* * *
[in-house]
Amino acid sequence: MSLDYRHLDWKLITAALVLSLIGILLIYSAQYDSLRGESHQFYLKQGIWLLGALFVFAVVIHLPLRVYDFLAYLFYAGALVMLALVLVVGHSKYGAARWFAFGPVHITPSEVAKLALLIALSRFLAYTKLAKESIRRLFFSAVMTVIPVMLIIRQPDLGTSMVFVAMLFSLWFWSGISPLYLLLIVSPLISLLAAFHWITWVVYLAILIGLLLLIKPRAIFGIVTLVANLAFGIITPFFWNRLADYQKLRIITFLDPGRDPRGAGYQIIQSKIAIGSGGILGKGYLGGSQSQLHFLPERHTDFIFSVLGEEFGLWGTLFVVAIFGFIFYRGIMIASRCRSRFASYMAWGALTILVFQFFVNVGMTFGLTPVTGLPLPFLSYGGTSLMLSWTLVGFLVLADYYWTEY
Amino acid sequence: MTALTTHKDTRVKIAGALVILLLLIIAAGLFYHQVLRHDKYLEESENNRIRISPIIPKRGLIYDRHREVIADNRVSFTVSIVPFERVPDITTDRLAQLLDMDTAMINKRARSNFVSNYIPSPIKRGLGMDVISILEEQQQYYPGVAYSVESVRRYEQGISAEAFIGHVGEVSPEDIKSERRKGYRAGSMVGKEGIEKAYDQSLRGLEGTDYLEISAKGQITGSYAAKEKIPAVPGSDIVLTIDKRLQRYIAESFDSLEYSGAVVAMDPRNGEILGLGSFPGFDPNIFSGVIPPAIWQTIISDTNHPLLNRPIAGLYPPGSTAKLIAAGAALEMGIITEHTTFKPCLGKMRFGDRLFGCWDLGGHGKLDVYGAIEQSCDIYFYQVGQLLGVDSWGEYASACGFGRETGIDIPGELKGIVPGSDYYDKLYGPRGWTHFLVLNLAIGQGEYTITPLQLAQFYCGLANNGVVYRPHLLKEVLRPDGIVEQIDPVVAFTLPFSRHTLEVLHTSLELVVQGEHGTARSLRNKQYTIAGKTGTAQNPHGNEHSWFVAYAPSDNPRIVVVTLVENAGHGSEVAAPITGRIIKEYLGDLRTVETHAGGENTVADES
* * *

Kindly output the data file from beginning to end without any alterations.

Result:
[in-house]
Amino acid sequence: MSLDYRHLDWKLITAALVLSLIGILLIYSAQYDSLRGESHQFYLKQGIWLLGALFVFAVVIHLPLRVYDFLAYLFYAGALVMLALVLVVGHSKYGAARWFAFGPVHITPSEVAKLALLIALSRFLAYTKLAKESIRRLFFSAVMTVIPVMLIIRQPDLGTSMVFVAMLFSLWFWSGISPLYLLLIVSPLISLLAAFHWITWVVYLAILIGLLLLIKPRAIFGIVTLVANLAFGIITPFFWNRLADYQKLRIITFLDPGRDPRGAGYQIIQSKIAIGSGGILGKGYLGGSQSQLHFLPERHTDFIFSVLGEEFGLWGTLFVVAIFGFIFYRGIMIASRCRSRFASYMAWGALTILVFQFFVNVGMTFGLTPVTGLPLPFLSYGGTSLMLSWTLVGFLVLADYYWTEY
Amino acid sequence: MTALTTHKDTRVKIAGALVILLLLIIAAGLFYHQVLRHDKYLEESENNRIRISPIIPKRGLIYDRHREVIADNRVSFTVSIVPFERVPDITTDRLAQLLDMDTAMINKRARSNFVSNYIPSPIKRGLGMDVISILEEQQQYYPGVAYSVESVRRYEQGISAEAFIGHVGEVSPEDIKSERRKGYRAGSMVGKEGIEKAYDQSLRGLEGTDYLEISAKGQITGSYAAKEKIPAVPGSDIVLTIDKRLQRYIAESFDSLEYSGAVVAMDPRNGEILGLGSFPGFDPNIFSGVIPPAIWQTIISDTNHPLLNRPIAGLYPPGSTAKLIAAGAALEMGIITEHTTFKPCLGKMRFGDRLFGCWDLGGHGKLDVYGAIEQSCDIYFYQVGQLLGVDSWGEYASACGFGRETGIDIPGELKGIVPGSDYYDKLYGPRGWTHFLVLNLAIGQGEYTITPLQLAQFYCGLANNGVVYRPHLLKEVLRPDGIVEQIDPVVAFTLPFSRHTLEVLHTSLELVVQGEHGTARSLRNKQYTIAGKTGTAQNPHGNEHSWFVAYAPSDNPRIVVVTLVENAGHGSEVAAPITGRIIKEYLGDLRTVETHAGGENTVADES